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Florence Schools Launch an Early Childhood Education Public Awareness Campaign

Early childhood expert and author Helle Heckmann talks to educators and community members at an education summit in Florence
Victoria Hansen
Early childhood expert and author Helle Heckmann talks to educators and community members at an education summit in Florence
2018 Early Childhood Champios Summit in Florence
Credit Victoria Hansen
2018 Early Childhood Champions Summit in Florence

A conference thousands of miles away in California has inspired an early childhood education public awareness campaign in Florence.  That’s where district one teachers heard a woman from Denmark talk about serving children’s needs so they are better able to learn and grow.  The speaker was author and early childhood education expert Helle Heckmann.

“I’m a global traveler protecting childhood,” Helle says.  She’s been teaching kindergarten for nearly 33 years at the Waldorf School in Copenhagen, Denmark.  She’s also written six books, including “Slow Parenting: Caring for Children with Intention- An Inspiring Approach” and “Children’s Garden:  Shaping Everyday Life Around the Needs of Young Children”.

“It’s such a pity that parents don’t understand that little children are only little for a short time,” she says.  “Take the time because it will never come back.”

"Take the time, because it will never come back." - Helle Heckmann on parenting

Helle was invited to speak in September at the 2018 Early Childhood Campions Summit in Florence.  District one schools have come up with a campaign based on what Helle calls the “Five Golden Keys” to early childhood; sleep, movement, nutrition, rhythm and love.  They are a guide to give parents simple ways to improve their children’s lives.

She says parents and children who do not get enough sleep are not fit for life.  She encourages kids under the age of six-years-old to get 12 hours of sleep a night.  Parents, she says, need at least eight.

When it comes to movement, Helle says kids need activity and parents should encourage and embrace exercise.  “They need to build muscle,” she says.  “Otherwise they are not ready to listen because they are not well.”

Nutrition, like parenting,  she says is a matter of slowing down.  Fast food and frequent snacks are not healthy.  She encourages families to bring cooking back to the kitchen as a way to bond and teach children where their food comes from.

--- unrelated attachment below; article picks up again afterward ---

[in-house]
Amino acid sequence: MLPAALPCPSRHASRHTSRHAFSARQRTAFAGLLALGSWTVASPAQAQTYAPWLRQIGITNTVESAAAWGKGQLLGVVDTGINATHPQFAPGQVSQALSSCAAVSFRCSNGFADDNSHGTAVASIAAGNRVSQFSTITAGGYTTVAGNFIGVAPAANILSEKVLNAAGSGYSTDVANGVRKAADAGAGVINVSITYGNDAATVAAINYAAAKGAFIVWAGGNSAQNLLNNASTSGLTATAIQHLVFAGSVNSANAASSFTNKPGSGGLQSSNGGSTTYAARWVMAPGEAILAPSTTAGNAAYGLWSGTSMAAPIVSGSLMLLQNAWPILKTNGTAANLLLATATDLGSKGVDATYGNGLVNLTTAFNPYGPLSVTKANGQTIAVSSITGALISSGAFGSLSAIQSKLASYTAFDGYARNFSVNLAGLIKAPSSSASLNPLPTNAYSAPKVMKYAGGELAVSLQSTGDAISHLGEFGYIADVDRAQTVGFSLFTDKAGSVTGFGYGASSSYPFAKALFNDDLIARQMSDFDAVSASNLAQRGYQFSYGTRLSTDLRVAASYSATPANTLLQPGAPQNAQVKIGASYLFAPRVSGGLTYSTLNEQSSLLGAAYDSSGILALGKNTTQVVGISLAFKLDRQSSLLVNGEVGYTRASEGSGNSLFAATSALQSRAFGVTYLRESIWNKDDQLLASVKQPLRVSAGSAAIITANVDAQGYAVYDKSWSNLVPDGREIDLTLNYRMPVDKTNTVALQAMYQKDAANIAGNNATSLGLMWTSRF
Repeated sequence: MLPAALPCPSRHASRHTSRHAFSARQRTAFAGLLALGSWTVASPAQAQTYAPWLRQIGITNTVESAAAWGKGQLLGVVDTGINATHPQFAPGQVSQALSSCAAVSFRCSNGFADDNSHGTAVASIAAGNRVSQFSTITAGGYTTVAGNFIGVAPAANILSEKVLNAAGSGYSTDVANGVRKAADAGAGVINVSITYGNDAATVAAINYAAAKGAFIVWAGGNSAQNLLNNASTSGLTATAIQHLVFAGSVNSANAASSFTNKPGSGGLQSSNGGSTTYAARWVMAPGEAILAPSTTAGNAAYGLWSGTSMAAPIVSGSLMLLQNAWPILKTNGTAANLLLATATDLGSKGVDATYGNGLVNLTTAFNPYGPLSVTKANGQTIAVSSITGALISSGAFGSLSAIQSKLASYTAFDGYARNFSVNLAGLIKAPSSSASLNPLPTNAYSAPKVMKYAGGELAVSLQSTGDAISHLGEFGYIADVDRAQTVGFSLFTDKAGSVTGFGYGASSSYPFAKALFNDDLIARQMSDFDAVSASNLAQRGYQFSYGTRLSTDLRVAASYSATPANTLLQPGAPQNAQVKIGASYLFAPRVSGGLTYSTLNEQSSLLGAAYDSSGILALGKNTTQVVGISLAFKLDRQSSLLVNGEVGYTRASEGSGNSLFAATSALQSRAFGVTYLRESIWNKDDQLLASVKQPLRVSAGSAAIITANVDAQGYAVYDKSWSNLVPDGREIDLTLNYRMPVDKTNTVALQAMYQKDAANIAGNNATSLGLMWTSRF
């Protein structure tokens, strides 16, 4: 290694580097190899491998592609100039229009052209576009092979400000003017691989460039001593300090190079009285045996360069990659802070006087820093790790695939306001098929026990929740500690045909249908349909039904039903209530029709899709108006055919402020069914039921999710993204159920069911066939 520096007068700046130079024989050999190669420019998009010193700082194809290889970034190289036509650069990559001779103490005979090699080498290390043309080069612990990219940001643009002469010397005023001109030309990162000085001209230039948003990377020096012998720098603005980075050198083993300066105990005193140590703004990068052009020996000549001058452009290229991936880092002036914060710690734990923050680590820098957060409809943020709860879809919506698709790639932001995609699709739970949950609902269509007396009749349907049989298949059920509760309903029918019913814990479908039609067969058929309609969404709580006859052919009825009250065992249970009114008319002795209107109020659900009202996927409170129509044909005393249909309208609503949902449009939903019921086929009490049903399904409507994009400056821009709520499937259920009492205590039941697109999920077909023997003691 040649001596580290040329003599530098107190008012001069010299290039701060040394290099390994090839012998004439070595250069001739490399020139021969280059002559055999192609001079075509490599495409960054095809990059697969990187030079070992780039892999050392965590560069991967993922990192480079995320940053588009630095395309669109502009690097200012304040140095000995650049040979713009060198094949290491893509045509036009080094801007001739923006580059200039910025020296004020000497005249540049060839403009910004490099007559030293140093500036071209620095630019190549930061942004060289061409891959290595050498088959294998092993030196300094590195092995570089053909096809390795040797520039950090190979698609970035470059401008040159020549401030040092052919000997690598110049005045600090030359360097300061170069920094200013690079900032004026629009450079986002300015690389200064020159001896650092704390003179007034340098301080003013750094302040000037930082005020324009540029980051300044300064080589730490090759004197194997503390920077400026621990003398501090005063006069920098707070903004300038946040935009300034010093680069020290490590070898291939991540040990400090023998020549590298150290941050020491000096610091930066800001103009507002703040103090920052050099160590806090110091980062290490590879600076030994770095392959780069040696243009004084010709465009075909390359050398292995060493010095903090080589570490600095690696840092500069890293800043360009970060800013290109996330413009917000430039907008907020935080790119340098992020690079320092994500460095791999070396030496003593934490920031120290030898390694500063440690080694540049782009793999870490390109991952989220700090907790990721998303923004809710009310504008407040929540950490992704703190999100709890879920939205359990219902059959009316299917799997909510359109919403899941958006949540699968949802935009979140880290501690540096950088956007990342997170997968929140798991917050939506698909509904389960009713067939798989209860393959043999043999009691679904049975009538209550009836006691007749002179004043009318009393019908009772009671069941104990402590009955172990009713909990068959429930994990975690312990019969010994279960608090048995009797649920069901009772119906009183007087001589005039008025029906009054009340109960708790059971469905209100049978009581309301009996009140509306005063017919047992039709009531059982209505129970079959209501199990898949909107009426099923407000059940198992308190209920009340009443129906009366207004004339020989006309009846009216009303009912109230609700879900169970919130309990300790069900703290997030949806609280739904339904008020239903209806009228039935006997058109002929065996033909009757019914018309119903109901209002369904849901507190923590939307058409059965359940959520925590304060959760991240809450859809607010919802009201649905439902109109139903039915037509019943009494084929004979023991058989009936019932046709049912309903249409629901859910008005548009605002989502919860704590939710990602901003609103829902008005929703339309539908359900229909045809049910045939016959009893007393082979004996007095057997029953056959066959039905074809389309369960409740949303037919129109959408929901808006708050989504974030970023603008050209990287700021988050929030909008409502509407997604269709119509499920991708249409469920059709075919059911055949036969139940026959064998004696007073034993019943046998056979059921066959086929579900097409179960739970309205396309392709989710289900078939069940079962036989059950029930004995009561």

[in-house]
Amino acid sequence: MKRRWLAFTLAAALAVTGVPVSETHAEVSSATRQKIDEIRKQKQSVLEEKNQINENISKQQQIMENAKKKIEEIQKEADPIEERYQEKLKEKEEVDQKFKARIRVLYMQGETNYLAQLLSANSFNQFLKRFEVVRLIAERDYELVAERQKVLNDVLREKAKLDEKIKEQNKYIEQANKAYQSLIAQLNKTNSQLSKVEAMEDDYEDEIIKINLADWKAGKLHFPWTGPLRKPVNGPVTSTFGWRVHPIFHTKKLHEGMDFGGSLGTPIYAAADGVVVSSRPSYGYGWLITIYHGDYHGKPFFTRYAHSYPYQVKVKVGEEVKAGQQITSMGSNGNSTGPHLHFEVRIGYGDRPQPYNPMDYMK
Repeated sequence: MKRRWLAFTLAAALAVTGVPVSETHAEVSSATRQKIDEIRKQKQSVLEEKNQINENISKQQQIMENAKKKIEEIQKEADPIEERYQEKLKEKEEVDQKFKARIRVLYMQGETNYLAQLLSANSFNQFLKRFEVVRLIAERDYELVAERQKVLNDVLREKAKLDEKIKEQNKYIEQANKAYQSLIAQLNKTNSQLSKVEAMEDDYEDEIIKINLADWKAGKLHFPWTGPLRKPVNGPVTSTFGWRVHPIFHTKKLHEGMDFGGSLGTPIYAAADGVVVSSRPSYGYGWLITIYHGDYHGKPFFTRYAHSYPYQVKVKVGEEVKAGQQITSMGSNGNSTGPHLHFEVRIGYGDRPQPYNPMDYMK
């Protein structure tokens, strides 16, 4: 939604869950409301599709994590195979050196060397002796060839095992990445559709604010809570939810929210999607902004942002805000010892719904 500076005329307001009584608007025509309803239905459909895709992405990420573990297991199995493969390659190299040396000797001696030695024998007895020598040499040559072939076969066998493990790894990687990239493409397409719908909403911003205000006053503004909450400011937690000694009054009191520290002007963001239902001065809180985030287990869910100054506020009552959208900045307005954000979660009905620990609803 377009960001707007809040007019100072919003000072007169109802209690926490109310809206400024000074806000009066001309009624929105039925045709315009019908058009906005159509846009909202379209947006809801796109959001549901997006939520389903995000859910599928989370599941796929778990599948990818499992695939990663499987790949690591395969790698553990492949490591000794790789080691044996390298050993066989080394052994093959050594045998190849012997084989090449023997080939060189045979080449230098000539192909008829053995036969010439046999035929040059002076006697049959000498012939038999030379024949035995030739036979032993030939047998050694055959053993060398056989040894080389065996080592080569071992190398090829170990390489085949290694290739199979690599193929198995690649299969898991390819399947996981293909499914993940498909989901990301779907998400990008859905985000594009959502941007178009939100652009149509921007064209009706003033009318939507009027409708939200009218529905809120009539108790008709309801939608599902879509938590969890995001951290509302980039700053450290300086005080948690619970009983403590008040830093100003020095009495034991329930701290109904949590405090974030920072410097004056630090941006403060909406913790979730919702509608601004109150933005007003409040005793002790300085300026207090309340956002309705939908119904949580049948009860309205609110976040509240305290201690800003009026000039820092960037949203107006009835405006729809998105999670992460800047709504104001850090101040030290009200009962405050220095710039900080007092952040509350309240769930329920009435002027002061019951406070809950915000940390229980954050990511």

Helle says kids need a rhythmical life, one based on routine and security.  That, she says, frees them to play.  “Play is where children learn,” she says.  “It’s where the child plays out what it has experienced.”

Finally, Helle says love is about responsibility, putting the child’s needs first and taking the job of parenting seriously.  “Children need us to guide them.  They cannot guide themselves,” she says.  “As they grow, they need more and more space.”

Books to be given out as part of the Count Five Campaign
Credit Victoria Hansen
Books to be given out as part of the Count Five Campaign

Florence district one schools are now turning those keys into a campaign called, “Count Five.”   Every month from now until the beginning of next year, they will focus on each; sleep movement, nutrition, rhythm and love. They say it’s an extension of what they’re already trying to do, reach out to parents to become more involved.

“We started distributing books to parents, doing home visit to parents,” says Dr. Floyd Creech.  He’s the administrator for School Readiness for Florence one schools.  “You have to put forth the effort to reach parents.  I mean, these people are very busy.  They have very stressful lives.”

Dr. Tammy Palowski has been working with the school district and agrees.  Parents are key.  She’s the director of the Center for Excellence to Prepare Teachers of Children of Poverty at Francis Marion University.

“We got to get this word out to empower parents to make these decisions that don’t cost a lot of money but require us to reprioritize how we live our lives,” she says.

Dr. Richard O’Malley is the new Superintendent of Florence One Schools.  He comes from New Jersey, a state that often ranks in the top tier for education.  He’s eager to improve schools, not just in Florence, but across the state.

“We are really trying to show South Carolina and the nation Florence schools are sort of the lighthouse of education being progressive and setting an example.”

Helle Heckmann says more attentive parenting just makes good sense.  But worldwide, she finds many parents need guidance.

“They are standing alone.  They don’t have a role model.  They don’t have somebody to ask,” she says.  “Find somebody,” she advises.  “Find somebody you can trust.  Don’t carry it alone.”

To learn more about the Count Five Campaign go to: